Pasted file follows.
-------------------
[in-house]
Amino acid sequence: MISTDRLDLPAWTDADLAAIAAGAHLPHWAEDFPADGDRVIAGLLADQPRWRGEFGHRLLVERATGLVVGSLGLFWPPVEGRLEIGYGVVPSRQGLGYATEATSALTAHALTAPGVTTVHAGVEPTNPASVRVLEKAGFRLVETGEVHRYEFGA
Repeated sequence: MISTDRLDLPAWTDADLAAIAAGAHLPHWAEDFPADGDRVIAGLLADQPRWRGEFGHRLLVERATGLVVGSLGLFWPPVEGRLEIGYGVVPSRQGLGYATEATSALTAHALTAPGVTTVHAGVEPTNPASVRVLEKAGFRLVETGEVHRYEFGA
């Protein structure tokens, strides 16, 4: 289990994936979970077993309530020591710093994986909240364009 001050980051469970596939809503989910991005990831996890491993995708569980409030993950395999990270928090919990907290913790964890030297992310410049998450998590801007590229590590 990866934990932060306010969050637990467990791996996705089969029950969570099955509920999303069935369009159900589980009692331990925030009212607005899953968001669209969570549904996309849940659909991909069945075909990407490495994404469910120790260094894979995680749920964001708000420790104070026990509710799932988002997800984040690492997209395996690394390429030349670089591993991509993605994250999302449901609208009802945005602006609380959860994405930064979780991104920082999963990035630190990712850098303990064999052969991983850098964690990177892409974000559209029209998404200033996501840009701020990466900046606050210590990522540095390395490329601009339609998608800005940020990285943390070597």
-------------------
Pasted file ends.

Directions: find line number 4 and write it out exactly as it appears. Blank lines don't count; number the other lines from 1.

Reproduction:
């Protein structure tokens, strides 16, 4: 289990994936979970077993309530020591710093994986909240364009 001050980051469970596939809503989910991005990831996890491993995708569980409030993950395999990270928090919990907290913790964890030297992310410049998450998590801007590229590590 990866934990932060306010969050637990467990791996996705089969029950969570099955509920999303069935369009159900589980009692331990925030009212607005899953968001669209969570549904996309849940659909991909069945075909990407490495994404469910120790260094894979995680749920964001708000420790104070026990509710799932988002997800984040690492997209395996690394390429030349670089591993991509993605994250999302449901609208009802945005602006609380959860994405930064979780991104920082999963990035630190990712850098303990064999052969991983850098964690990177892409974000559209029209998404200033996501840009701020990466900046606050210590990522540095390395490329601009339609998608800005940020990285943390070597």